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Eyelid surgery (blepharoplasty)

What is eyelid surgery?

Eyelid surgery, or blepharoplasty, is a cosmetic eye surgery that can make the area around your eyes appear younger and rejuvenated, making you look rested and alert. It can involve restructuring the upper eyelids, lower eyelids or both. If you suffer from droopy eyelids, double eyelids or eye bags, eyelid surgery can help. Eyelid surgery can be done alone or with another procedure such as a facelift or a brow lift.

Surgery on the upper eyelid might remove fat that makes the eyelid appear puffy, or can remove loose skin that might be affecting vision. Surgery on the lower eyelid can correct droopiness, and can remove bags and wrinkles. It won't remove crow's feet or other wrinkles, eliminate dark circles under your eyes, or lift sagging eyebrows.

The best candidates for eyelid surgery are men and women who are physically healthy, psychologically stable, and realistic in their expectations. Most are 35 or older, but if droopy, baggy eyelids run in your family, you may decide to have eyelid surgery at a younger age.

Click here for pictures before and after eyelid surgery procedures.

What does eyelid surgery involve?

Before your surgery, you will be asked to provide any relevant information from your ophthalmologist or the record of your most recent eye exam. If you wear glasses or contact lenses, be sure to bring them to your procedure. 

Surgery usually takes one to three hours, depending on the extent of the surgery. In a typical procedure, Dr. Appel makes incisions following the natural lines of your eyelids; in the creases of your upper lids, and just below the lashes in the lower lids. The incisions may extend into the crow's feet or laugh lines at the outer corners of your eyes. Sometimes, incisions can be made inside your lower eyelids, leaving no visible scars.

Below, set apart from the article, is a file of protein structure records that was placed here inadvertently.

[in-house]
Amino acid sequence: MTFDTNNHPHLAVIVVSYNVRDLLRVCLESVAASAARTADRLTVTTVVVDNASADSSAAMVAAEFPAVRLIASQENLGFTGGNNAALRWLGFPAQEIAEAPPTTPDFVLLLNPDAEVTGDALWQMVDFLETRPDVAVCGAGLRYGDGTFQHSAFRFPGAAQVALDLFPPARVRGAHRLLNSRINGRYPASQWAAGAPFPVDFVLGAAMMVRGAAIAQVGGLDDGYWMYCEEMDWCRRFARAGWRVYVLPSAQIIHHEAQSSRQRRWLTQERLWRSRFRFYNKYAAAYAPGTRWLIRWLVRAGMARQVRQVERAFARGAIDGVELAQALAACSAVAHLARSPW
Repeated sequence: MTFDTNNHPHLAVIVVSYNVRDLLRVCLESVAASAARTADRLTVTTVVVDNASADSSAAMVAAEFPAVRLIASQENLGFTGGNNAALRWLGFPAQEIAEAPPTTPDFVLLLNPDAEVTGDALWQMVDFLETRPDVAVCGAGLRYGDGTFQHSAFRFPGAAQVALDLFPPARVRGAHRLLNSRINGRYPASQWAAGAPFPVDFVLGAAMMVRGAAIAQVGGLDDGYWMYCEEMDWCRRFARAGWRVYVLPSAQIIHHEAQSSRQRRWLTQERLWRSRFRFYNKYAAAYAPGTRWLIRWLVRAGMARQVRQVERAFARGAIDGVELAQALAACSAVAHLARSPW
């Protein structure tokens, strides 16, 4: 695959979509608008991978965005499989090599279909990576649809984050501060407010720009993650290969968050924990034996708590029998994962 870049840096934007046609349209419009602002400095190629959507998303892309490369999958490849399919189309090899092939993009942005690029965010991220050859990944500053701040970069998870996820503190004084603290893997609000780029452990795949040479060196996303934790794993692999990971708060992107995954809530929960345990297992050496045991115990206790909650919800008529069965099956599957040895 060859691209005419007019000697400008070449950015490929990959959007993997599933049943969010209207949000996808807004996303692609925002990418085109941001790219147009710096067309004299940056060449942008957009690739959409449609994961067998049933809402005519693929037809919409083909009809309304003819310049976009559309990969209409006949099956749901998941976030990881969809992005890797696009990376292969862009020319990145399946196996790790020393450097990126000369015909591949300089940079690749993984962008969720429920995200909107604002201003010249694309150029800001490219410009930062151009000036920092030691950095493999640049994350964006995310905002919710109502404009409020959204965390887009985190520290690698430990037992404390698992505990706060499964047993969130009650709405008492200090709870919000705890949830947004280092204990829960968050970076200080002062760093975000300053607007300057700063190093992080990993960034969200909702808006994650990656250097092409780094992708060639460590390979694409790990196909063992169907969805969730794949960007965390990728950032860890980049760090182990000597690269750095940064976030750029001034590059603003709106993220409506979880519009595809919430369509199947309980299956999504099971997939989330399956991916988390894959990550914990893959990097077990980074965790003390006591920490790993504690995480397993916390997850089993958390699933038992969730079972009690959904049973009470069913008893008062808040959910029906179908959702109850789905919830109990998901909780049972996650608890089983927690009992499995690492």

Working through these incisions, Dr. Appel separates the skin from underlying fatty tissue and muscle, removes excess fat, and often trims sagging skin and muscle. The incisions are then closed with very fine sutures.

What to expect after eyelid surgery

Right after eyelid surgery, you can expect to be tired from the anesthesia. Your eyes might be lubricated with ointment or bandaged. You can also expect swelling, tightness and bruising.

Dr. Appel will instruct you to keep your head elevated for several days and to use cold compresses to reduce swelling and bruising. (Bruising varies from person to person: it reaches its peak during the first week, and generally lasts anywhere from two weeks to a month.) You'll be shown how to clean your eyes, which may be gummy for a week or so. Eye drops are recommended after surgery, since your eyelids may feel dry. You may also experience excessive tearing, sensitivity to light, and temporary changes in your eyesight, such as blurring or double vision, for the first few weeks.

You will be able to read or watch television a couple days after surgery. You must keep contacts out for at least two weeks. Most people are ready to go back to work after 10 days; makeup can normally be used to hide any bruising that remains. You should wear sunglasses and special sunscreen made for eyelids for at least a few weeks. You will need to keep activity to a minimum for three to five days and avoid strenuous activity and alcohol for about three weeks.

Stitches will be removed two days to a week after surgery. While final results will appear quickly, the scars will keep fading and refining for months. The effects of eyelid surgery are long-lasting, but natural aging might reverse some of the effects.  

Eyelid surgery side effects and risks

Most of the risks of eyelid surgery are similar to those of all surgeries, and are mainly related to bleeding, infection and unfavorable scarring. There is also a slight risk that your vision will be temporarily blurred. You might also experience dry eyes or difficulty closing your eyes.

A few medical conditions make blepharoplasty more risky. They include thyroid problems such as hypothyroidism and Graves' disease, dry eye or lack of sufficient tears, high blood pressure or other circulatory disorders, cardiovascular disease, and diabetes. A detached retina or glaucoma is also reason for caution; check with your ophthalmologist before you have surgery. 

Following surgery, some patients may have difficulty closing their eyes when they sleep; in rare cases this condition may be permanent. Another very rare complication is ectropion, a pulling down of the lower lids. In this case, further surgery may be required.

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